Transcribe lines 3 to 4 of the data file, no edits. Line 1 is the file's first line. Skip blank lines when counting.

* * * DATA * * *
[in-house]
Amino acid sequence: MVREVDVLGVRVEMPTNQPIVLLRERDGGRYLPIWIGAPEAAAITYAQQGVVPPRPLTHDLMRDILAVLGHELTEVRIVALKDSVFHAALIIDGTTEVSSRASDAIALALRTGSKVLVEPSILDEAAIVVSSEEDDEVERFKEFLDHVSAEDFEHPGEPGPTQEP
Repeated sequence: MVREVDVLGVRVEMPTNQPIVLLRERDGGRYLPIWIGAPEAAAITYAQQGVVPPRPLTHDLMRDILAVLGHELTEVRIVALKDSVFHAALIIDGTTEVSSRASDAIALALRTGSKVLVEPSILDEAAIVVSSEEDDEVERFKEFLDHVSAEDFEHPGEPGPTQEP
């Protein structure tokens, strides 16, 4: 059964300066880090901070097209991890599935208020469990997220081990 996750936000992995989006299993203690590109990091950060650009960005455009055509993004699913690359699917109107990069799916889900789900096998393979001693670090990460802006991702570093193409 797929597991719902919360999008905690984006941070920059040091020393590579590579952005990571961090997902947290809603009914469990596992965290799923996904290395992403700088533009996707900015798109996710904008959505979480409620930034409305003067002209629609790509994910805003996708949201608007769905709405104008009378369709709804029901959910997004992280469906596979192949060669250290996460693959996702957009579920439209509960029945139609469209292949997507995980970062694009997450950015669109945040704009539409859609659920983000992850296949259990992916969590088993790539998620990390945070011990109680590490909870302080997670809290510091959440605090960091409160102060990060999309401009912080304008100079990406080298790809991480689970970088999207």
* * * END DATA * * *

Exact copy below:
Repeated sequence: MVREVDVLGVRVEMPTNQPIVLLRERDGGRYLPIWIGAPEAAAITYAQQGVVPPRPLTHDLMRDILAVLGHELTEVRIVALKDSVFHAALIIDGTTEVSSRASDAIALALRTGSKVLVEPSILDEAAIVVSSEEDDEVERFKEFLDHVSAEDFEHPGEPGPTQEP
């Protein structure tokens, strides 16, 4: 059964300066880090901070097209991890599935208020469990997220081990 996750936000992995989006299993203690590109990091950060650009960005455009055509993004699913690359699917109107990069799916889900789900096998393979001693670090990460802006991702570093193409 797929597991719902919360999008905690984006941070920059040091020393590579590579952005990571961090997902947290809603009914469990596992965290799923996904290395992403700088533009996707900015798109996710904008959505979480409620930034409305003067002209629609790509994910805003996708949201608007769905709405104008009378369709709804029901959910997004992280469906596979192949060669250290996460693959996702957009579920439209509960029945139609469209292949997507995980970062694009997450950015669109945040704009539409859609659920983000992850296949259990992916969590088993790539998620990390945070011990109680590490909870302080997670809290510091959440605090960091409160102060990060999309401009912080304008100079990406080298790809991480689970970088999207």